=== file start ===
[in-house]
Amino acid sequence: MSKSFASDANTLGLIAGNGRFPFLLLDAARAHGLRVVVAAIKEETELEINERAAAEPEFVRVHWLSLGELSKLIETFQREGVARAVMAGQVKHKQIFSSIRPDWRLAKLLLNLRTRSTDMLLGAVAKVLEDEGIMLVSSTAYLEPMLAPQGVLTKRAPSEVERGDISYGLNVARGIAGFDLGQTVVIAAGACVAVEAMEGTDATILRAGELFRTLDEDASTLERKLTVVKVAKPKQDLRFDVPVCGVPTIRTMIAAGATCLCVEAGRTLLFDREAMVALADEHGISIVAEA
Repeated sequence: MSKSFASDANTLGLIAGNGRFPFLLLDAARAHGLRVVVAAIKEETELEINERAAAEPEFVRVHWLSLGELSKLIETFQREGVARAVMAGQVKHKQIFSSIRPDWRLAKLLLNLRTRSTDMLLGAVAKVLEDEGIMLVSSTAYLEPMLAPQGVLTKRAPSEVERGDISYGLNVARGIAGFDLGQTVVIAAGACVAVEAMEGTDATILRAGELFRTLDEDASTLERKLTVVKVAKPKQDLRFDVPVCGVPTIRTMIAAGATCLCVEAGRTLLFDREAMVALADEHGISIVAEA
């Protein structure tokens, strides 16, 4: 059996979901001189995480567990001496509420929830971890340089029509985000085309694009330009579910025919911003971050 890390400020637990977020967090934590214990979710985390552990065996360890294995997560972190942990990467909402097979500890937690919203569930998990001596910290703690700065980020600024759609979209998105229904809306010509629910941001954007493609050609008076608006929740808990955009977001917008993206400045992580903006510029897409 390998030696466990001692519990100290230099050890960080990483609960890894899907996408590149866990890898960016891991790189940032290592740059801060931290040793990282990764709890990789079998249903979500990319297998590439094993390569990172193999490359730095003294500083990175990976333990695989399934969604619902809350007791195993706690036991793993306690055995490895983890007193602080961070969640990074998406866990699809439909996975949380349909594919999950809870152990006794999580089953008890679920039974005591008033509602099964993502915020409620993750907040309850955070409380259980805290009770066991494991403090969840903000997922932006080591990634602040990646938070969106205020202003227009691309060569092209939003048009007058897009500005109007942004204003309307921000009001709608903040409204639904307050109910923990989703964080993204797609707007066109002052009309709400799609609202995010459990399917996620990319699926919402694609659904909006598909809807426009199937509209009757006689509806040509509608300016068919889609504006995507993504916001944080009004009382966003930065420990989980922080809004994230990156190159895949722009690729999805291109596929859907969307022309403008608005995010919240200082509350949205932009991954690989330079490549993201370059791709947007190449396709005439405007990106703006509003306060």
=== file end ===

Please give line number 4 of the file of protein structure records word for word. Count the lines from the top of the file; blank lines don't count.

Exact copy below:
């Protein structure tokens, strides 16, 4: 059996979901001189995480567990001496509420929830971890340089029509985000085309694009330009579910025919911003971050 890390400020637990977020967090934590214990979710985390552990065996360890294995997560972190942990990467909402097979500890937690919203569930998990001596910290703690700065980020600024759609979209998105229904809306010509629910941001954007493609050609008076608006929740808990955009977001917008993206400045992580903006510029897409 390998030696466990001692519990100290230099050890960080990483609960890894899907996408590149866990890898960016891991790189940032290592740059801060931290040793990282990764709890990789079998249903979500990319297998590439094993390569990172193999490359730095003294500083990175990976333990695989399934969604619902809350007791195993706690036991793993306690055995490895983890007193602080961070969640990074998406866990699809439909996975949380349909594919999950809870152990006794999580089953008890679920039974005591008033509602099964993502915020409620993750907040309850955070409380259980805290009770066991494991403090969840903000997922932006080591990634602040990646938070969106205020202003227009691309060569092209939003048009007058897009500005109007942004204003309307921000009001709608903040409204639904307050109910923990989703964080993204797609707007066109002052009309709400799609609202995010459990399917996620990319699926919402694609659904909006598909809807426009199937509209009757006689509806040509509608300016068919889609504006995507993504916001944080009004009382966003930065420990989980922080809004994230990156190159895949722009690729999805291109596929859907969307022309403008608005995010919240200082509350949205932009991954690989330079490549993201370059791709947007190449396709005439405007990106703006509003306060």